Indeterminate results of the second-generation hepatitis C virus (HCV) recombinant immunoblot assay: significance of high-level c22-3 reactivity and influence of HCV genotypes

Zein, N.N.; Germer, J.J.; Wendt, N.K.; Schimek, C.M.; Thorvilson, J.N.; Mitchell, P.S.; Persing, D.H.

Journal of Clinical Microbiology 35(1): 311-312


ISSN/ISBN: 0095-1137
PMID: 8968936
Accession: 008853037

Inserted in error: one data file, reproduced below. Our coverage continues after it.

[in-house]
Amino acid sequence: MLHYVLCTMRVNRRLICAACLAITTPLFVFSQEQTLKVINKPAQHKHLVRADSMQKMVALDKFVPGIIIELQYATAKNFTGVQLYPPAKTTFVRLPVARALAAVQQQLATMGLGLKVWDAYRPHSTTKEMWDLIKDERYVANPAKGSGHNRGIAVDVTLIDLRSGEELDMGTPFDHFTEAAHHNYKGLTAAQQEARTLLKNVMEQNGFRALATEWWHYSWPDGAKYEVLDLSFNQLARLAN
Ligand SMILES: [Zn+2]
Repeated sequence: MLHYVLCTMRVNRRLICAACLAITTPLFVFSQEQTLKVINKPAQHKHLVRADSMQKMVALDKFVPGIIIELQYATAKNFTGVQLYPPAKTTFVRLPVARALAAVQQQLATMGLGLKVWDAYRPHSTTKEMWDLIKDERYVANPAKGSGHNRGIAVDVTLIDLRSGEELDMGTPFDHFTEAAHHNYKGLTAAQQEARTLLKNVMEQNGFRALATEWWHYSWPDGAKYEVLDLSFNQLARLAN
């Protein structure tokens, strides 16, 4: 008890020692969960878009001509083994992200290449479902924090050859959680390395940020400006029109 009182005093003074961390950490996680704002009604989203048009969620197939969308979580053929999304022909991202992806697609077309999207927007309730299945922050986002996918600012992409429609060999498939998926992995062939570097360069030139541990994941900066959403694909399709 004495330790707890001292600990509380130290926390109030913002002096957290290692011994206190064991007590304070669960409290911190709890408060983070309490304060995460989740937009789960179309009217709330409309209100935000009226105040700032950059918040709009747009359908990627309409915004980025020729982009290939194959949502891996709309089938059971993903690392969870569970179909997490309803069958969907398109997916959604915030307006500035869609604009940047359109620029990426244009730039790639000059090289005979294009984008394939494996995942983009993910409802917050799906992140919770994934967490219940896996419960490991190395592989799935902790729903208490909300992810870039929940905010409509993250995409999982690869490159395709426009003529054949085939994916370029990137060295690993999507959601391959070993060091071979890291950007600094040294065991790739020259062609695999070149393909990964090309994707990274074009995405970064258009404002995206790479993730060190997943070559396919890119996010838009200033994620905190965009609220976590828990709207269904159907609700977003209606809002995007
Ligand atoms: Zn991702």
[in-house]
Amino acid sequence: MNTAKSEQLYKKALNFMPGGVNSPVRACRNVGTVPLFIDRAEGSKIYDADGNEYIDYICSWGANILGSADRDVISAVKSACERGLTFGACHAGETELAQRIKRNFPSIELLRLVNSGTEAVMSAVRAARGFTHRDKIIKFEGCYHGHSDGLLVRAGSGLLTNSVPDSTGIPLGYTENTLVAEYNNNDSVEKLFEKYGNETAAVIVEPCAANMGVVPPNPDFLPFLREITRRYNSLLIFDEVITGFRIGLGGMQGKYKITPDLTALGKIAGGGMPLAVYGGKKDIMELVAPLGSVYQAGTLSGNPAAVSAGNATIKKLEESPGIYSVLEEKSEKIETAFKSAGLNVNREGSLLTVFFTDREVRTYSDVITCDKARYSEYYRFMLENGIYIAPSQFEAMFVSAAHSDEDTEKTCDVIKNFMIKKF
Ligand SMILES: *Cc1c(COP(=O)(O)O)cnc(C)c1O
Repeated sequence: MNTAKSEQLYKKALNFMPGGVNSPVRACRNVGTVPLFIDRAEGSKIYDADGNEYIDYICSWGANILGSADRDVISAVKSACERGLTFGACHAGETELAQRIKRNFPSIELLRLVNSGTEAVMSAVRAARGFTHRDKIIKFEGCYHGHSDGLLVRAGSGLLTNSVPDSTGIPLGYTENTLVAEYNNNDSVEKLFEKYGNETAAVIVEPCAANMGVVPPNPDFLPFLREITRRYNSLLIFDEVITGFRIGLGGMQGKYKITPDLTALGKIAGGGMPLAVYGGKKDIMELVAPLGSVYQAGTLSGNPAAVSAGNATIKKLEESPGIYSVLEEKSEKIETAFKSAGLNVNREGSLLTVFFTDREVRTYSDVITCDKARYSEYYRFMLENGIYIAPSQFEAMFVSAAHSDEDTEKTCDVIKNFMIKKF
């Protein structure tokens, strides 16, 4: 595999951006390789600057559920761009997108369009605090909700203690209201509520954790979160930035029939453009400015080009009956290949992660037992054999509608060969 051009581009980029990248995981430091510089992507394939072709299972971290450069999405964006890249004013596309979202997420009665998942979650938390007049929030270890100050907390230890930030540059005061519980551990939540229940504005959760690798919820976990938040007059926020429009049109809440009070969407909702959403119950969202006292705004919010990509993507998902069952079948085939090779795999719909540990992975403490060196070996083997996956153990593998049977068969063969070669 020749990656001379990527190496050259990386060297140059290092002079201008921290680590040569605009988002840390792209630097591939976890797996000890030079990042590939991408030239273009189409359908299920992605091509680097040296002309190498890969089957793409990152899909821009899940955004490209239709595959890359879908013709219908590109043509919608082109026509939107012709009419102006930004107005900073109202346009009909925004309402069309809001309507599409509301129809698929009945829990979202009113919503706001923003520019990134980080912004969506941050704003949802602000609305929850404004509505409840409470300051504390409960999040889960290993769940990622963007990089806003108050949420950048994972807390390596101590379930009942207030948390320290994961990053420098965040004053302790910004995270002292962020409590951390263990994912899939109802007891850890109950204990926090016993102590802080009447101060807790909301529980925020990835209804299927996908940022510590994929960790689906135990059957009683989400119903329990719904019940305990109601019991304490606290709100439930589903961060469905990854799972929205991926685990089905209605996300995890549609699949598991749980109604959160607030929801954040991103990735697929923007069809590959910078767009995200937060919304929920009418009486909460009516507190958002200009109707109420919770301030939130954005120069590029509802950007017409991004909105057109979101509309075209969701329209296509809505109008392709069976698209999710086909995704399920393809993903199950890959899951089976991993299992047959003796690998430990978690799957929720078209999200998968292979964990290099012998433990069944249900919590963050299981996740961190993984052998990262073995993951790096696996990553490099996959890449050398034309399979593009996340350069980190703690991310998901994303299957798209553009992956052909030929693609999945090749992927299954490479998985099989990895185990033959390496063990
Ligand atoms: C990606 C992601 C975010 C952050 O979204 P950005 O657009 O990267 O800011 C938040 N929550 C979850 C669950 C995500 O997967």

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A second-generation recombinant immunoblot assay (RIBA 2.0) is used in the United States to confirm infection with hepatitis C virus (HCV) in samples that are anti-HCV (enzyme immunoassay) positive. In some cases, indeterminate results of RIBA 2.0, which are defined as reactivity to a single antigen species or reactivity limited to two proteins derived from the same coding region of the HCV genome, are encountered. This study was performed to establish the significance of indeterminate RIBA 2.0 results in relation to HCV RNA detection, high positivity for the c22-3 band, and the HCV genotype as determined by direct DNA sequencing. Ninety-six samples with indeterminate RIBA 2.0 results were studied. HCV RNA was detected in 21 of 34 (62%) samples with high reactivity to c22-3 and in 8 of 62 (13%) samples with low reactivity to c22-3. The HCV genotype distribution in samples that were RIBA 2.0 indeterminate and HCV RNA positive was significantly different from that in samples of a control group with positive results for both the RIBA 2.0 and HCV PCR. These results suggest that highly positive c22-3 samples are likely to be associated with HCV viremia and that infection with less common HCV genotypes is more commonly associated with indeterminate RIBA 2.0 results.